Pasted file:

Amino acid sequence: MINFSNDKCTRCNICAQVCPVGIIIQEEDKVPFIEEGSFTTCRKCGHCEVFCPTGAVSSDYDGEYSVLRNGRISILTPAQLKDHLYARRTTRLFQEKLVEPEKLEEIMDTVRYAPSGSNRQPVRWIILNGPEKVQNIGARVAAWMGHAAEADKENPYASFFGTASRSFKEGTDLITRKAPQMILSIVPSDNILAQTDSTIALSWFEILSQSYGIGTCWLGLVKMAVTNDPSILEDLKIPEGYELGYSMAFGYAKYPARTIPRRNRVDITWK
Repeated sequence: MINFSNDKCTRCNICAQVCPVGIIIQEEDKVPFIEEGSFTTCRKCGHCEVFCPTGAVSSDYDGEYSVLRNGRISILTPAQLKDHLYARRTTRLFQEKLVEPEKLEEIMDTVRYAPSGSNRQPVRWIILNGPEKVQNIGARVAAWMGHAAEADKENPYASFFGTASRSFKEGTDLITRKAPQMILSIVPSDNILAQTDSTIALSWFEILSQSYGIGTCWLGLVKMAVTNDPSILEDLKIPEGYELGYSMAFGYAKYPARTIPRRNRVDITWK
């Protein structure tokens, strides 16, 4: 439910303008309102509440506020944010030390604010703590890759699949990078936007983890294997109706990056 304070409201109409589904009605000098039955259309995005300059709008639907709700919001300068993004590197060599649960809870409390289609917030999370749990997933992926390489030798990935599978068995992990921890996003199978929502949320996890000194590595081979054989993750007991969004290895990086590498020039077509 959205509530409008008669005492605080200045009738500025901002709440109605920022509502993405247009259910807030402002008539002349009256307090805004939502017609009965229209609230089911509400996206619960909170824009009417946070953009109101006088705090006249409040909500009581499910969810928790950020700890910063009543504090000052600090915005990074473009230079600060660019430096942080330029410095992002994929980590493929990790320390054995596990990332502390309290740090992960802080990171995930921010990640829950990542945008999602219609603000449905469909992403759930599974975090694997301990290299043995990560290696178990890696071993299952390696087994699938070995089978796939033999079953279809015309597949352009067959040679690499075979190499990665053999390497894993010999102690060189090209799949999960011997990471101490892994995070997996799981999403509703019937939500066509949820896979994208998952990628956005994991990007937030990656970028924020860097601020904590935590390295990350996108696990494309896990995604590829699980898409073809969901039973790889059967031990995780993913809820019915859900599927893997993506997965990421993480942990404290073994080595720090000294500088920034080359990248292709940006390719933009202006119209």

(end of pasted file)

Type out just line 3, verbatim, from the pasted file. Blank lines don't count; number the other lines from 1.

């Protein structure tokens, strides 16, 4: 439910303008309102509440506020944010030390604010703590890759699949990078936007983890294997109706990056 304070409201109409589904009605000098039955259309995005300059709008639907709700919001300068993004590197060599649960809870409390289609917030999370749990997933992926390489030798990935599978068995992990921890996003199978929502949320996890000194590595081979054989993750007991969004290895990086590498020039077509 959205509530409008008669005492605080200045009738500025901002709440109605920022509502993405247009259910807030402002008539002349009256307090805004939502017609009965229209609230089911509400996206619960909170824009009417946070953009109101006088705090006249409040909500009581499910969810928790950020700890910063009543504090000052600090915005990074473009230079600060660019430096942080330029410095992002994929980590493929990790320390054995596990990332502390309290740090992960802080990171995930921010990640829950990542945008999602219609603000449905469909992403759930599974975090694997301990290299043995990560290696178990890696071993299952390696087994699938070995089978796939033999079953279809015309597949352009067959040679690499075979190499990665053999390497894993010999102690060189090209799949999960011997990471101490892994995070997996799981999403509703019937939500066509949820896979994208998952990628956005994991990007937030990656970028924020860097601020904590935590390295990350996108696990494309896990995604590829699980898409073809969901039973790889059967031990995780993913809820019915859900599927893997993506997965990421993480942990404290073994080595720090000294500088920034080359990248292709940006390719933009202006119209």